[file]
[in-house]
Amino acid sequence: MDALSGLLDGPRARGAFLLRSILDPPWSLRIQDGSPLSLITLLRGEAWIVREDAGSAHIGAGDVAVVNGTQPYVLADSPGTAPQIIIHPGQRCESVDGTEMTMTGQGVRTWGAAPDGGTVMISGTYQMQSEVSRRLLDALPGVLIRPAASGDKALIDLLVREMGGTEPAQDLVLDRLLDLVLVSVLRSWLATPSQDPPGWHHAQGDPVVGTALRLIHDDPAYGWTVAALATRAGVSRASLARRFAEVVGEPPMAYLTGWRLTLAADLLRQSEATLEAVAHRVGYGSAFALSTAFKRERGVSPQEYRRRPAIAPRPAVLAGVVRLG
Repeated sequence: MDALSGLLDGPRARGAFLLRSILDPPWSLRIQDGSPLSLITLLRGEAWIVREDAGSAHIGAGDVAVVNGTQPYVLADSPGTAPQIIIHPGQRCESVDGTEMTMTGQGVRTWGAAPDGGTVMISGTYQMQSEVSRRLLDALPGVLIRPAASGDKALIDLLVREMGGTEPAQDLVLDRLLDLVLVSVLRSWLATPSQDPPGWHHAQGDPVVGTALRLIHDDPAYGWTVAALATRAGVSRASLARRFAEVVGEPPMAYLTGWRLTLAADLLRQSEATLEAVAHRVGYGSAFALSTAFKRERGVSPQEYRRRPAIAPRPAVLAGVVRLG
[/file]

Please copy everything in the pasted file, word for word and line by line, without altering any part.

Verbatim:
[in-house]
Amino acid sequence: MDALSGLLDGPRARGAFLLRSILDPPWSLRIQDGSPLSLITLLRGEAWIVREDAGSAHIGAGDVAVVNGTQPYVLADSPGTAPQIIIHPGQRCESVDGTEMTMTGQGVRTWGAAPDGGTVMISGTYQMQSEVSRRLLDALPGVLIRPAASGDKALIDLLVREMGGTEPAQDLVLDRLLDLVLVSVLRSWLATPSQDPPGWHHAQGDPVVGTALRLIHDDPAYGWTVAALATRAGVSRASLARRFAEVVGEPPMAYLTGWRLTLAADLLRQSEATLEAVAHRVGYGSAFALSTAFKRERGVSPQEYRRRPAIAPRPAVLAGVVRLG
Repeated sequence: MDALSGLLDGPRARGAFLLRSILDPPWSLRIQDGSPLSLITLLRGEAWIVREDAGSAHIGAGDVAVVNGTQPYVLADSPGTAPQIIIHPGQRCESVDGTEMTMTGQGVRTWGAAPDGGTVMISGTYQMQSEVSRRLLDALPGVLIRPAASGDKALIDLLVREMGGTEPAQDLVLDRLLDLVLVSVLRSWLATPSQDPPGWHHAQGDPVVGTALRLIHDDPAYGWTVAALATRAGVSRASLARRFAEVVGEPPMAYLTGWRLTLAADLLRQSEATLEAVAHRVGYGSAFALSTAFKRERGVSPQEYRRRPAIAPRPAVLAGVVRLG